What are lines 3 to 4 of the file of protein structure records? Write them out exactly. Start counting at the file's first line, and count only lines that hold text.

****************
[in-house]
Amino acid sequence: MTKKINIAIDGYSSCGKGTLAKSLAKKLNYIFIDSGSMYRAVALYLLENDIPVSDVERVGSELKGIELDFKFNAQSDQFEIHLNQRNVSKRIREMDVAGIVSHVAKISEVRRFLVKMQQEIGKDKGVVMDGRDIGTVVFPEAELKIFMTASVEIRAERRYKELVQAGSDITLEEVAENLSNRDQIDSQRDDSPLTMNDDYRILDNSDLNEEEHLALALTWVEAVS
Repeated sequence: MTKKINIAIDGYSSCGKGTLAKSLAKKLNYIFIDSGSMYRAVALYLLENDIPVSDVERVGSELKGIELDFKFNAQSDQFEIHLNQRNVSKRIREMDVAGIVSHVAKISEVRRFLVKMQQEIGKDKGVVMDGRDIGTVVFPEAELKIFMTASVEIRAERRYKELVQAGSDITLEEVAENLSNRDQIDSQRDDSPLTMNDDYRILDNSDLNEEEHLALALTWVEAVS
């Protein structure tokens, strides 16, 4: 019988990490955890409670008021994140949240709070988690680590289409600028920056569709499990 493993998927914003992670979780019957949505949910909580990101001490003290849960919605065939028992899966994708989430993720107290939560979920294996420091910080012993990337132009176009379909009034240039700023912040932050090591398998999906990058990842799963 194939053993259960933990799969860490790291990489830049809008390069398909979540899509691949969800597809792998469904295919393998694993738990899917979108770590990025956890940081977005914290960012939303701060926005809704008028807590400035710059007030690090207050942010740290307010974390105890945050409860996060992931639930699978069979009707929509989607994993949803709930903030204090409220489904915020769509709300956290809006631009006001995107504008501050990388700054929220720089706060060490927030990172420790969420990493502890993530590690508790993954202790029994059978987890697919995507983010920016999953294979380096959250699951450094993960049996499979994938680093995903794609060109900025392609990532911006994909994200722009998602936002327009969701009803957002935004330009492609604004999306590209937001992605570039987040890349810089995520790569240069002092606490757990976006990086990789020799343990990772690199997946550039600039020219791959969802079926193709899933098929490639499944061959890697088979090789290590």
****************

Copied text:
Repeated sequence: MTKKINIAIDGYSSCGKGTLAKSLAKKLNYIFIDSGSMYRAVALYLLENDIPVSDVERVGSELKGIELDFKFNAQSDQFEIHLNQRNVSKRIREMDVAGIVSHVAKISEVRRFLVKMQQEIGKDKGVVMDGRDIGTVVFPEAELKIFMTASVEIRAERRYKELVQAGSDITLEEVAENLSNRDQIDSQRDDSPLTMNDDYRILDNSDLNEEEHLALALTWVEAVS
């Protein structure tokens, strides 16, 4: 019988990490955890409670008021994140949240709070988690680590289409600028920056569709499990 493993998927914003992670979780019957949505949910909580990101001490003290849960919605065939028992899966994708989430993720107290939560979920294996420091910080012993990337132009176009379909009034240039700023912040932050090591398998999906990058990842799963 194939053993259960933990799969860490790291990489830049809008390069398909979540899509691949969800597809792998469904295919393998694993738990899917979108770590990025956890940081977005914290960012939303701060926005809704008028807590400035710059007030690090207050942010740290307010974390105890945050409860996060992931639930699978069979009707929509989607994993949803709930903030204090409220489904915020769509709300956290809006631009006001995107504008501050990388700054929220720089706060060490927030990172420790969420990493502890993530590690508790993954202790029994059978987890697919995507983010920016999953294979380096959250699951450094993960049996499979994938680093995903794609060109900025392609990532911006994909994200722009998602936002327009969701009803957002935004330009492609604004999306590209937001992605570039987040890349810089995520790569240069002092606490757990976006990086990789020799343990990772690199997946550039600039020219791959969802079926193709899933098929490639499944061959890697088979090789290590």